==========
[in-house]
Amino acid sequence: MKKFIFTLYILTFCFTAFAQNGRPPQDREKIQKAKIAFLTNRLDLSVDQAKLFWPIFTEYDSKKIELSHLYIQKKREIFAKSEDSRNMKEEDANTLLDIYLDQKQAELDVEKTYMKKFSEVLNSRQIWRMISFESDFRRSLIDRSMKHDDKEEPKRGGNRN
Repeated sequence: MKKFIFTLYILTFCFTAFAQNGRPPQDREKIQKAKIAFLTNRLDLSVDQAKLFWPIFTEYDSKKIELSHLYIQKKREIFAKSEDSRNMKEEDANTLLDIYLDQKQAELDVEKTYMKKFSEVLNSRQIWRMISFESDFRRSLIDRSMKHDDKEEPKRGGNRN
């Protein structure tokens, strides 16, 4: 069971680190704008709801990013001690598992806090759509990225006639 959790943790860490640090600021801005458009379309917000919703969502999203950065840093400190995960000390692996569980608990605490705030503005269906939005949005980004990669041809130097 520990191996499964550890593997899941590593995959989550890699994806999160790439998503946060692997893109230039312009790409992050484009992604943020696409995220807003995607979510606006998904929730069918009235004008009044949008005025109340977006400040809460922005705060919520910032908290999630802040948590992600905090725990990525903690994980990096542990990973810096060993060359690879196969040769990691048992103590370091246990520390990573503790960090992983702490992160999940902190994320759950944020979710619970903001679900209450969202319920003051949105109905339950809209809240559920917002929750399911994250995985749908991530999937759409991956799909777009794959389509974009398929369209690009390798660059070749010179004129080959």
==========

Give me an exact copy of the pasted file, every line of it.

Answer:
[in-house]
Amino acid sequence: MKKFIFTLYILTFCFTAFAQNGRPPQDREKIQKAKIAFLTNRLDLSVDQAKLFWPIFTEYDSKKIELSHLYIQKKREIFAKSEDSRNMKEEDANTLLDIYLDQKQAELDVEKTYMKKFSEVLNSRQIWRMISFESDFRRSLIDRSMKHDDKEEPKRGGNRN
Repeated sequence: MKKFIFTLYILTFCFTAFAQNGRPPQDREKIQKAKIAFLTNRLDLSVDQAKLFWPIFTEYDSKKIELSHLYIQKKREIFAKSEDSRNMKEEDANTLLDIYLDQKQAELDVEKTYMKKFSEVLNSRQIWRMISFESDFRRSLIDRSMKHDDKEEPKRGGNRN
């Protein structure tokens, strides 16, 4: 069971680190704008709801990013001690598992806090759509990225006639 959790943790860490640090600021801005458009379309917000919703969502999203950065840093400190995960000390692996569980608990605490705030503005269906939005949005980004990669041809130097 520990191996499964550890593997899941590593995959989550890699994806999160790439998503946060692997893109230039312009790409992050484009992604943020696409995220807003995607979510606006998904929730069918009235004008009044949008005025109340977006400040809460922005705060919520910032908290999630802040948590992600905090725990990525903690994980990096542990990973810096060993060359690879196969040769990691048992103590370091246990520390990573503790960090992983702490992160999940902190994320759950944020979710619970903001679900209450969202319920003051949105109905339950809209809240559920917002929750399911994250995985749908991530999937759409991956799909777009794959389509974009398929369209690009390798660059070749010179004129080959």